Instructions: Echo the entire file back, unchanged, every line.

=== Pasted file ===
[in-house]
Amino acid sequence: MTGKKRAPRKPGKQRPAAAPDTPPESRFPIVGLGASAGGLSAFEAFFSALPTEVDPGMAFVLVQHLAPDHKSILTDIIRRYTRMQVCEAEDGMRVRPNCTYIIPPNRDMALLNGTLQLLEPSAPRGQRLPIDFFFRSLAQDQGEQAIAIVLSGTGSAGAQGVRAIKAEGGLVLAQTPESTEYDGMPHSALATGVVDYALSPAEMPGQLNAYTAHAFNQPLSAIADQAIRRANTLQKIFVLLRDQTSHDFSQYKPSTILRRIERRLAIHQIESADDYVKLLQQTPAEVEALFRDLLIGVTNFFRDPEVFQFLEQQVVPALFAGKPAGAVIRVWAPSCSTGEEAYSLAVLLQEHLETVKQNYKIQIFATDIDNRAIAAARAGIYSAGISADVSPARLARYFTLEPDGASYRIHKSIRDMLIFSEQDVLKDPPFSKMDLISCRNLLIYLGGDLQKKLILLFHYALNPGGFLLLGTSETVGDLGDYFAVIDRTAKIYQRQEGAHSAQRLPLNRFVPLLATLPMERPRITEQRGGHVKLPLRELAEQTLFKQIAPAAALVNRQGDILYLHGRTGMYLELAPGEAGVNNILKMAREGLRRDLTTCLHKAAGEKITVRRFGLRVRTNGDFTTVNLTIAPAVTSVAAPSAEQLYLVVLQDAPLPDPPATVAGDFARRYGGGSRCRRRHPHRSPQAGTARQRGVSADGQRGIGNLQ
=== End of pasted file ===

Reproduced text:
[in-house]
Amino acid sequence: MTGKKRAPRKPGKQRPAAAPDTPPESRFPIVGLGASAGGLSAFEAFFSALPTEVDPGMAFVLVQHLAPDHKSILTDIIRRYTRMQVCEAEDGMRVRPNCTYIIPPNRDMALLNGTLQLLEPSAPRGQRLPIDFFFRSLAQDQGEQAIAIVLSGTGSAGAQGVRAIKAEGGLVLAQTPESTEYDGMPHSALATGVVDYALSPAEMPGQLNAYTAHAFNQPLSAIADQAIRRANTLQKIFVLLRDQTSHDFSQYKPSTILRRIERRLAIHQIESADDYVKLLQQTPAEVEALFRDLLIGVTNFFRDPEVFQFLEQQVVPALFAGKPAGAVIRVWAPSCSTGEEAYSLAVLLQEHLETVKQNYKIQIFATDIDNRAIAAARAGIYSAGISADVSPARLARYFTLEPDGASYRIHKSIRDMLIFSEQDVLKDPPFSKMDLISCRNLLIYLGGDLQKKLILLFHYALNPGGFLLLGTSETVGDLGDYFAVIDRTAKIYQRQEGAHSAQRLPLNRFVPLLATLPMERPRITEQRGGHVKLPLRELAEQTLFKQIAPAAALVNRQGDILYLHGRTGMYLELAPGEAGVNNILKMAREGLRRDLTTCLHKAAGEKITVRRFGLRVRTNGDFTTVNLTIAPAVTSVAAPSAEQLYLVVLQDAPLPDPPATVAGDFARRYGGGSRCRRRHPHRSPQAGTARQRGVSADGQRGIGNLQ